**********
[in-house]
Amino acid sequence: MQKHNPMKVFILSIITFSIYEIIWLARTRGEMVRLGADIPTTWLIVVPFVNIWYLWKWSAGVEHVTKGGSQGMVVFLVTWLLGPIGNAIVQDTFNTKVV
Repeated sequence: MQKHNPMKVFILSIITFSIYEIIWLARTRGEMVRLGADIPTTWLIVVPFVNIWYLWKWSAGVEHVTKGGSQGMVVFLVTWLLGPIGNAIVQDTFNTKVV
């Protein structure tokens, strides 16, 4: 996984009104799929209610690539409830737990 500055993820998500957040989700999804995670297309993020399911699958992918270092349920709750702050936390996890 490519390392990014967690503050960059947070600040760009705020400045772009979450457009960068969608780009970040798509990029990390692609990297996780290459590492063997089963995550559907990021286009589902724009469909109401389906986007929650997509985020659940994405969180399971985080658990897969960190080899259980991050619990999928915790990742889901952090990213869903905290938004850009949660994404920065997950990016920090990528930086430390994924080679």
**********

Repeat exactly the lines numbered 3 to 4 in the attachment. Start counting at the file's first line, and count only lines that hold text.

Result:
Repeated sequence: MQKHNPMKVFILSIITFSIYEIIWLARTRGEMVRLGADIPTTWLIVVPFVNIWYLWKWSAGVEHVTKGGSQGMVVFLVTWLLGPIGNAIVQDTFNTKVV
């Protein structure tokens, strides 16, 4: 996984009104799929209610690539409830737990 500055993820998500957040989700999804995670297309993020399911699958992918270092349920709750702050936390996890 490519390392990014967690503050960059947070600040760009705020400045772009979450457009960068969608780009970040798509990029990390692609990297996780290459590492063997089963995550559907990021286009589902724009469909109401389906986007929650997509985020659940994405969180399971985080658990897969960190080899259980991050619990999928915790990742889901952090990213869903905290938004850009949660994404920065997950990016920090990528930086430390994924080679």